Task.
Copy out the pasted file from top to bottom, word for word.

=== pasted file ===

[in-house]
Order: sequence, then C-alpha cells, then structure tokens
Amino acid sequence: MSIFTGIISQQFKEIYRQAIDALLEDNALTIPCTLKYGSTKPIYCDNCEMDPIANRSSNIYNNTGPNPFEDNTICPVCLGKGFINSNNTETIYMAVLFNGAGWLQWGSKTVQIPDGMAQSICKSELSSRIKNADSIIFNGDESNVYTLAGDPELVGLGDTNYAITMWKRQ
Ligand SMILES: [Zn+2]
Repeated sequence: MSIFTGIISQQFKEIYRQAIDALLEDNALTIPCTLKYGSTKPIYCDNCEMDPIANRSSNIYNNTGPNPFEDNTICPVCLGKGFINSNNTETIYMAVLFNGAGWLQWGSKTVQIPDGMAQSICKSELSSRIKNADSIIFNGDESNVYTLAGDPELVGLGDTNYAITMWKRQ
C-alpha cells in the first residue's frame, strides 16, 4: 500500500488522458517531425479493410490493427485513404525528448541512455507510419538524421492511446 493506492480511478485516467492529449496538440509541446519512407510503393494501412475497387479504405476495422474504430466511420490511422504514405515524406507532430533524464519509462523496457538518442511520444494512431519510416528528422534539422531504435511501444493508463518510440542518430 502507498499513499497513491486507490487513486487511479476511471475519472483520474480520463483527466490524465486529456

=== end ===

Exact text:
[in-house]
Order: sequence, then C-alpha cells, then structure tokens
Amino acid sequence: MSIFTGIISQQFKEIYRQAIDALLEDNALTIPCTLKYGSTKPIYCDNCEMDPIANRSSNIYNNTGPNPFEDNTICPVCLGKGFINSNNTETIYMAVLFNGAGWLQWGSKTVQIPDGMAQSICKSELSSRIKNADSIIFNGDESNVYTLAGDPELVGLGDTNYAITMWKRQ
Ligand SMILES: [Zn+2]
Repeated sequence: MSIFTGIISQQFKEIYRQAIDALLEDNALTIPCTLKYGSTKPIYCDNCEMDPIANRSSNIYNNTGPNPFEDNTICPVCLGKGFINSNNTETIYMAVLFNGAGWLQWGSKTVQIPDGMAQSICKSELSSRIKNADSIIFNGDESNVYTLAGDPELVGLGDTNYAITMWKRQ
C-alpha cells in the first residue's frame, strides 16, 4: 500500500488522458517531425479493410490493427485513404525528448541512455507510419538524421492511446 493506492480511478485516467492529449496538440509541446519512407510503393494501412475497387479504405476495422474504430466511420490511422504514405515524406507532430533524464519509462523496457538518442511520444494512431519510416528528422534539422531504435511501444493508463518510440542518430 502507498499513499497513491486507490487513486487511479476511471475519472483520474480520463483527466490524465486529456